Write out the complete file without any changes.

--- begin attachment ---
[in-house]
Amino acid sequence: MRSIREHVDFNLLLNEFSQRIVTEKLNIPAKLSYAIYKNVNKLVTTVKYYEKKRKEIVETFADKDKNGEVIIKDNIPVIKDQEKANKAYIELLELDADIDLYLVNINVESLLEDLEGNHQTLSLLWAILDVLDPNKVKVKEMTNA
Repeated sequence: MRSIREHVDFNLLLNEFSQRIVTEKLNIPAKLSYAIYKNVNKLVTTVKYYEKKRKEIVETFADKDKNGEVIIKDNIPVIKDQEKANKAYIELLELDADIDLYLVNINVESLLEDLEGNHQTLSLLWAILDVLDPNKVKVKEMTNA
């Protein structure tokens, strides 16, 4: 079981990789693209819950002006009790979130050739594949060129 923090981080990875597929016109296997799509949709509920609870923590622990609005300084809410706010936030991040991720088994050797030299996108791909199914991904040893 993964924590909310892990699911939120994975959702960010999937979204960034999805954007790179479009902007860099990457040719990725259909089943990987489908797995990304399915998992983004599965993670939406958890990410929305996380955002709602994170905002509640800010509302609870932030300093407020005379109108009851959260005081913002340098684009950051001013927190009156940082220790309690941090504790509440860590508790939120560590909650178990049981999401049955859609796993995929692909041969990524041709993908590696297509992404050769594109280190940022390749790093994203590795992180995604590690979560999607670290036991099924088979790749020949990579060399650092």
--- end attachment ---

[in-house]
Amino acid sequence: MRSIREHVDFNLLLNEFSQRIVTEKLNIPAKLSYAIYKNVNKLVTTVKYYEKKRKEIVETFADKDKNGEVIIKDNIPVIKDQEKANKAYIELLELDADIDLYLVNINVESLLEDLEGNHQTLSLLWAILDVLDPNKVKVKEMTNA
Repeated sequence: MRSIREHVDFNLLLNEFSQRIVTEKLNIPAKLSYAIYKNVNKLVTTVKYYEKKRKEIVETFADKDKNGEVIIKDNIPVIKDQEKANKAYIELLELDADIDLYLVNINVESLLEDLEGNHQTLSLLWAILDVLDPNKVKVKEMTNA
């Protein structure tokens, strides 16, 4: 079981990789693209819950002006009790979130050739594949060129 923090981080990875597929016109296997799509949709509920609870923590622990609005300084809410706010936030991040991720088994050797030299996108791909199914991904040893 993964924590909310892990699911939120994975959702960010999937979204960034999805954007790179479009902007860099990457040719990725259909089943990987489908797995990304399915998992983004599965993670939406958890990410929305996380955002709602994170905002509640800010509302609870932030300093407020005379109108009851959260005081913002340098684009950051001013927190009156940082220790309690941090504790509440860590508790939120560590909650178990049981999401049955859609796993995929692909041969990524041709993908590696297509992404050769594109280190940022390749790093994203590795992180995604590690979560999607670290036991099924088979790749020949990579060399650092």